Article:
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NCJ Number: 206598 Find in a Library
Title: Overview of Juvenile Justice and Juvenile Delinquency: Cases, Definitions, Trends, and Intervention Strategies (From Juvenile Justice Sourcebook: Past, Present, and Future, P 5-40, 2004, Albert R. Roberts, ed. -- See NCJ-206597)
Author(s): Albert R. Roberts
Date Published: 2004
Page Count: 36
Sponsoring Agency: Oxford University Press, Inc
New York, NY 10016
Sale Source: Oxford University Press, Inc
198 Madison Avenue
New York, NY 10016
United States of America
Type: Issue Overview
Format: Book (Hardbound)
Language: English
Country: United States of America
Annotation: This overview chapter lays the foundation for the study of juvenile delinquency and the juvenile justice process by presenting case illustrations of the various types of delinquency and status offense cases, defining "juvenile status offenses" and "juvenile delinquency," examining the nine steps in the juvenile justice caseflow process, and portraying the scope of the problem with official and unofficial delinquency statistics.
Abstract: The juvenile justice system consists of those agencies and institutions whose primary responsibility is to manage juvenile offenders. These juvenile offenders include delinquent youths and those children and youths judged to be incorrigible, truant, or runaway. The legal definitions of what constitutes juvenile delinquency are included in State juvenile codes and statutes, varying from State to State. Generally, a criminal law definition of juvenile delinquency holds that any person, usually under 18 years old, who commits an illegal act is considered a delinquent when he/she is processed through juvenile or family court. The second major type of juvenile delinquency consists of status offenses. These are behaviors that are not crimes if engaged in by an adult. Examples of juvenile status offenses are truancy, incorrigibility, curfew violations, and running away from home. The nine stages in delinquency case processing are as follows: Initial contact by law enforcement agencies; police informal handling, diversion, arrest, and/or referral to the juvenile court; court intake via the juvenile probation intake unit or the prosecutor's office; preadjudication juvenile detention; filing a delinquency petition in juvenile court or waiving to adult criminal court by the prosecutor; investigation or predisposition report prepared by a probation officer; juvenile court judge's adjudicatory decision and sanctions; participation and completion of mandated juvenile offender treatment program; and a juvenile aftercare plan. A discussion of the sources of juvenile delinquency official and unofficial statistics cites official police statistics, official statewide and national juvenile court statistics, self-report studies, and victimization studies. Based on statistics from these sources, this chapter reports that juvenile delinquency and victimization rates have apparently stabilized during the current decade; however, millions of adolescents continue to become involved in juvenile delinquency each year, manifesting a complex and difficult social problem with no easy solutions. 7 tables, 6 figures, and 51 references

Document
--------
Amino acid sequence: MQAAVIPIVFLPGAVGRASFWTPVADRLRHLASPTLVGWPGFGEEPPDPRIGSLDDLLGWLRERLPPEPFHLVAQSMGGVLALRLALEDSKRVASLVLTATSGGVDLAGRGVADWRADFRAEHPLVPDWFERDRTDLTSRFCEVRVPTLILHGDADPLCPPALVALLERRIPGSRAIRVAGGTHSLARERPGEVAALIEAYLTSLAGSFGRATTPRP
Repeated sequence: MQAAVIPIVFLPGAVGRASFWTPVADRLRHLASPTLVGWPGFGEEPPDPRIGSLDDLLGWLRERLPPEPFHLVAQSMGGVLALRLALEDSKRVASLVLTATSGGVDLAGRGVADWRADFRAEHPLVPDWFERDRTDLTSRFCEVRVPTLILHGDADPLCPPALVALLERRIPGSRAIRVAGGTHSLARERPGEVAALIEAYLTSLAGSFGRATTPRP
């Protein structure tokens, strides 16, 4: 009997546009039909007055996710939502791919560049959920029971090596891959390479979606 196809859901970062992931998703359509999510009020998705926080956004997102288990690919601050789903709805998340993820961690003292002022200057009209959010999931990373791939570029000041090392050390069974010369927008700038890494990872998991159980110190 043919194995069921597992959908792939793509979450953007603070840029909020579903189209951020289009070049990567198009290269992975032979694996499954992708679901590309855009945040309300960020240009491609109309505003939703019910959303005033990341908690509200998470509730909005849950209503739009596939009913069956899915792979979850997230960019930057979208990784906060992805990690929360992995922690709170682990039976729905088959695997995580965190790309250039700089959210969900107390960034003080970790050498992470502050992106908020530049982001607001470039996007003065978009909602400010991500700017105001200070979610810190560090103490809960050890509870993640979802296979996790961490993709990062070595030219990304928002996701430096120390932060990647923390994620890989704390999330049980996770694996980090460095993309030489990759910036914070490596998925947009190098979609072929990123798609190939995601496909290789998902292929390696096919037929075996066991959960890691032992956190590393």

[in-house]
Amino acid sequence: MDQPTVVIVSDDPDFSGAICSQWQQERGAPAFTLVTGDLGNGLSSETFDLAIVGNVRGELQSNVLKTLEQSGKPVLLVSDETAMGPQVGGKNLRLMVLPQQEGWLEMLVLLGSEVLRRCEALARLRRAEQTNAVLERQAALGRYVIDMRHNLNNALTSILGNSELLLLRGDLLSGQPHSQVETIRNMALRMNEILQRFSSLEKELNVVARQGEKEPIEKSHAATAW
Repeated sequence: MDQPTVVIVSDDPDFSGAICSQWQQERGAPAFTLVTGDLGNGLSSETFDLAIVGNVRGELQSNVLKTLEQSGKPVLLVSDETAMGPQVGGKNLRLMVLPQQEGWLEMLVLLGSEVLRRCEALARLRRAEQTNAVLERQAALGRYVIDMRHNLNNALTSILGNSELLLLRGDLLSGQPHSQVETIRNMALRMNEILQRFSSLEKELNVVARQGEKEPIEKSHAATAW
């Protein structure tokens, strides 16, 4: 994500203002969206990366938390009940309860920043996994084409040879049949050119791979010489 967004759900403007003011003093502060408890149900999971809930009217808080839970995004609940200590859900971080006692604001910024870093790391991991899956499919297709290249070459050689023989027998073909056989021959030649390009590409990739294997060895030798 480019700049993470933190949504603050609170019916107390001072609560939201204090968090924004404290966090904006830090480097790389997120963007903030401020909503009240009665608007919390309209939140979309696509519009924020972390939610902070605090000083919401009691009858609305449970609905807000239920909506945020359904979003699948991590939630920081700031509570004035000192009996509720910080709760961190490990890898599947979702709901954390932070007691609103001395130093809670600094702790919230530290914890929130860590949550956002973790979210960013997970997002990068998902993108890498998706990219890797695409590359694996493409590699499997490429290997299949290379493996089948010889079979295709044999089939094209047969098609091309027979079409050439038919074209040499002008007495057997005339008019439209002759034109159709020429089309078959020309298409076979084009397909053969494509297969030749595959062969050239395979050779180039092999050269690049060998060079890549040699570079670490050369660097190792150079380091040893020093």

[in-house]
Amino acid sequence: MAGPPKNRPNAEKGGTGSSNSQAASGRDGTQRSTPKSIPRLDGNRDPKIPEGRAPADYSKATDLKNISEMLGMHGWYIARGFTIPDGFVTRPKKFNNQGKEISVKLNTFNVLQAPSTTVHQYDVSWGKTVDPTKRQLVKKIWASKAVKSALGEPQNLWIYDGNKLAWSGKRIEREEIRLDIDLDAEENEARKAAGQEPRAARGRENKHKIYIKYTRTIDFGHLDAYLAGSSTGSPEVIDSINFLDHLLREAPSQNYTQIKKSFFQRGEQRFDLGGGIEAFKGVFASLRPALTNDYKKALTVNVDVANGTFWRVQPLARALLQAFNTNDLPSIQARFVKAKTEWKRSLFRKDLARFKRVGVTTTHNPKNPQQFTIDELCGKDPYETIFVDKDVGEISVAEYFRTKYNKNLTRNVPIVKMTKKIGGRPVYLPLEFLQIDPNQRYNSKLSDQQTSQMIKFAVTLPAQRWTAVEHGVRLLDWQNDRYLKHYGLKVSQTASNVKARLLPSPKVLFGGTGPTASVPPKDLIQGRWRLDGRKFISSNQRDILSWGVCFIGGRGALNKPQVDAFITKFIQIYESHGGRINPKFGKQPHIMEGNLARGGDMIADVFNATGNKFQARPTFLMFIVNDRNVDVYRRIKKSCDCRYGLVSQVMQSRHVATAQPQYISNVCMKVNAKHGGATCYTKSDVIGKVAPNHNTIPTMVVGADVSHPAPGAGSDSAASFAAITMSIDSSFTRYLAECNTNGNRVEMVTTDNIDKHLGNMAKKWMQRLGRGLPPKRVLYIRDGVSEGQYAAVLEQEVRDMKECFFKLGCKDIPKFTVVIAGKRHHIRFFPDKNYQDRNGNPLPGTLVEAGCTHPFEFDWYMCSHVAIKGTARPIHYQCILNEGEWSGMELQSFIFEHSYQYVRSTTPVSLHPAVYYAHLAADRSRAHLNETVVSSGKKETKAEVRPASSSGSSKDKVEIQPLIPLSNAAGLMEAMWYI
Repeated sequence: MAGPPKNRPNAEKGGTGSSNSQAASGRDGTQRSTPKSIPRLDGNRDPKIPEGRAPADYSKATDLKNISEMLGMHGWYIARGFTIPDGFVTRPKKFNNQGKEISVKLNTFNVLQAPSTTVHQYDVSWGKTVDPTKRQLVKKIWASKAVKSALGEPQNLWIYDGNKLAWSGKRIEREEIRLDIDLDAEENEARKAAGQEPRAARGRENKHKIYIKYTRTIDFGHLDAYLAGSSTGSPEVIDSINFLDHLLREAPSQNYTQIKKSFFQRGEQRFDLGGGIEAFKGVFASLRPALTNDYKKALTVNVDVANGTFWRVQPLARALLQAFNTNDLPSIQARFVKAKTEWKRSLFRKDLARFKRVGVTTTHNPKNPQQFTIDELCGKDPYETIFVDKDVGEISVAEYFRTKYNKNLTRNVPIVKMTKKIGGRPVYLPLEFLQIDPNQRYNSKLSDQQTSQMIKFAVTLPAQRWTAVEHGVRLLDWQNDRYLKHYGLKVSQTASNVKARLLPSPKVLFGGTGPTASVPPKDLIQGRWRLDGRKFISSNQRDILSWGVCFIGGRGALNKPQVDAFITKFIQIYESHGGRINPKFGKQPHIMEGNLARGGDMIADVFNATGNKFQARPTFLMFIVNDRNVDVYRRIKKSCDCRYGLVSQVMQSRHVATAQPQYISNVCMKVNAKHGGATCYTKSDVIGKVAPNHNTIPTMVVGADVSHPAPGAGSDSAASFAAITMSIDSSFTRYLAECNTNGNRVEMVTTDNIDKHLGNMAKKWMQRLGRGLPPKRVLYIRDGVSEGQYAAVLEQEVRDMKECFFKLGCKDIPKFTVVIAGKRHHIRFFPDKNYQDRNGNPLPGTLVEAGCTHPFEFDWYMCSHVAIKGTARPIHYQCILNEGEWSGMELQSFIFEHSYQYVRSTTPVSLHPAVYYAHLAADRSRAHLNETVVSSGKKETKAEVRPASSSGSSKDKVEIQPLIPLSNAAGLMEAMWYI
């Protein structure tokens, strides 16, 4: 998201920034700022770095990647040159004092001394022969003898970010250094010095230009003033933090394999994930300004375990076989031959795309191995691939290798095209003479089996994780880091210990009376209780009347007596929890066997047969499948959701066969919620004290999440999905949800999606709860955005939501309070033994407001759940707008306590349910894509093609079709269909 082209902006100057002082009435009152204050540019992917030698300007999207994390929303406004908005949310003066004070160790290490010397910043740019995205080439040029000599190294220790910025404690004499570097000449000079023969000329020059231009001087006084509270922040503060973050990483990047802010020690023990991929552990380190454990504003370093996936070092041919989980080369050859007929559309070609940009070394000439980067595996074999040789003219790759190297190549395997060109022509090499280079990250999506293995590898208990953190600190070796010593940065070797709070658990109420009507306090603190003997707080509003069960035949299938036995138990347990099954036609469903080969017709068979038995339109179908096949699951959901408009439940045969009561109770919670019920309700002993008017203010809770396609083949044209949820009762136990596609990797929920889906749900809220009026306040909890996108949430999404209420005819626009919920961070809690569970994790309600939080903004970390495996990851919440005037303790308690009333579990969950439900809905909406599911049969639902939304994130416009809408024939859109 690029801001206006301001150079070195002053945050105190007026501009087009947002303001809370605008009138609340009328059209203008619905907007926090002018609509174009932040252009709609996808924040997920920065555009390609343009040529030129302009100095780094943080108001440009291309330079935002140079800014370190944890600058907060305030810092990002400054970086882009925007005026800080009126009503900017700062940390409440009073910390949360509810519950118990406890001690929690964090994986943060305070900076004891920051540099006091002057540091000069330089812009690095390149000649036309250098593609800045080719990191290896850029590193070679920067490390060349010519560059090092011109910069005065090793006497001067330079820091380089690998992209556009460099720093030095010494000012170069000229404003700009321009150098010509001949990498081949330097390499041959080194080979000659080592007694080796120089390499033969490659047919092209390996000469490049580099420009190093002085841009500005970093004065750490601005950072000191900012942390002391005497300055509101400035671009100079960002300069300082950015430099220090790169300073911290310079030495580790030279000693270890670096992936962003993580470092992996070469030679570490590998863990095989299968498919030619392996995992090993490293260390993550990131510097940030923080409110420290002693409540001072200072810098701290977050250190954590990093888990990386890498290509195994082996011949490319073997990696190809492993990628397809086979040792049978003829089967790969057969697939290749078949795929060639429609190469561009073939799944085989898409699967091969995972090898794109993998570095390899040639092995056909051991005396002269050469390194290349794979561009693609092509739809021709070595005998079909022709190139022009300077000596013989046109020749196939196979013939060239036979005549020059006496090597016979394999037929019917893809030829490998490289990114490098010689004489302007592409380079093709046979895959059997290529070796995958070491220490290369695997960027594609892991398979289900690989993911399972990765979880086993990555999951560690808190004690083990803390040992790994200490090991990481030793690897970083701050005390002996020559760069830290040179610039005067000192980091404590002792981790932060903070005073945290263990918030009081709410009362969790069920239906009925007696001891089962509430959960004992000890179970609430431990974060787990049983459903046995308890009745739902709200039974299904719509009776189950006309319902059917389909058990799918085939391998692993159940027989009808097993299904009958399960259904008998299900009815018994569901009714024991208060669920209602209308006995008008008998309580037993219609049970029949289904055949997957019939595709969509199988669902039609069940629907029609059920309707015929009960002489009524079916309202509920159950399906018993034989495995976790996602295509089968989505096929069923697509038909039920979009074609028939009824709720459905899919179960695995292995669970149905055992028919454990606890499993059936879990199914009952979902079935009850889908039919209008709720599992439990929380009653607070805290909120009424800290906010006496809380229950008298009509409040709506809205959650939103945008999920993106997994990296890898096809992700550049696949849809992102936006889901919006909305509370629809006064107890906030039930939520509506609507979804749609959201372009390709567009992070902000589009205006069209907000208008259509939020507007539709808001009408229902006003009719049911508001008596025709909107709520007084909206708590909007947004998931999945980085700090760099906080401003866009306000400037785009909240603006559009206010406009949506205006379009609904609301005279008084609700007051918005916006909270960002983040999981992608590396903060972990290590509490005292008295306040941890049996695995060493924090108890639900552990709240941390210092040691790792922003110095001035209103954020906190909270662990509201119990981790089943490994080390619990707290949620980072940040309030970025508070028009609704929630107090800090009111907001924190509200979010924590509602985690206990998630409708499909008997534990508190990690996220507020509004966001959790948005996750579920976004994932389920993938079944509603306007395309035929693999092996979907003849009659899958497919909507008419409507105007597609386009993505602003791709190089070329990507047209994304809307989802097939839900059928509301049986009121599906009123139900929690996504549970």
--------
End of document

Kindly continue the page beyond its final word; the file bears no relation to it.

Main Term(s): Juvenile delinquency
Index Term(s): Definitions; Juvenile court jurisdiction; Juvenile court procedures; Juvenile drug use; Juvenile justice system; Juvenile offense statistics; Juvenile processing; Juvenile status offenders
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